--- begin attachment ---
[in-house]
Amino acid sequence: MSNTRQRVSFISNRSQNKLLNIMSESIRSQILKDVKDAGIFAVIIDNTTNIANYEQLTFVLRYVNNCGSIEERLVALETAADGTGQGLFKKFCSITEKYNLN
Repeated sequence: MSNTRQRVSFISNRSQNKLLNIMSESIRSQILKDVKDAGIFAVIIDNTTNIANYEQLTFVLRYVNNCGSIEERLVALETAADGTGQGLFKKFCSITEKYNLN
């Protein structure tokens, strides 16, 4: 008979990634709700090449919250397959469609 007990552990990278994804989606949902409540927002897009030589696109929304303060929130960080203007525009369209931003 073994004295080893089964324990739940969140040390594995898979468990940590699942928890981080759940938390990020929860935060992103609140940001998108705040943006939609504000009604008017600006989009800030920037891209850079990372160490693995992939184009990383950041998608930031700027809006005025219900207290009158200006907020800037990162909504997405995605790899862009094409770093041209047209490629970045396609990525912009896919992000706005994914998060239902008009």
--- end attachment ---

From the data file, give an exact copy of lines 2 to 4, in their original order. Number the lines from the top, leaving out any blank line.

Amino acid sequence: MSNTRQRVSFISNRSQNKLLNIMSESIRSQILKDVKDAGIFAVIIDNTTNIANYEQLTFVLRYVNNCGSIEERLVALETAADGTGQGLFKKFCSITEKYNLN
Repeated sequence: MSNTRQRVSFISNRSQNKLLNIMSESIRSQILKDVKDAGIFAVIIDNTTNIANYEQLTFVLRYVNNCGSIEERLVALETAADGTGQGLFKKFCSITEKYNLN
């Protein structure tokens, strides 16, 4: 008979990634709700090449919250397959469609 007990552990990278994804989606949902409540927002897009030589696109929304303060929130960080203007525009369209931003 073994004295080893089964324990739940969140040390594995898979468990940590699942928890981080759940938390990020929860935060992103609140940001998108705040943006939609504000009604008017600006989009800030920037891209850079990372160490693995992939184009990383950041998608930031700027809006005025219900207290009158200006907020800037990162909504997405995605790899862009094409770093041209047209490629970045396609990525912009896919992000706005994914998060239902008009």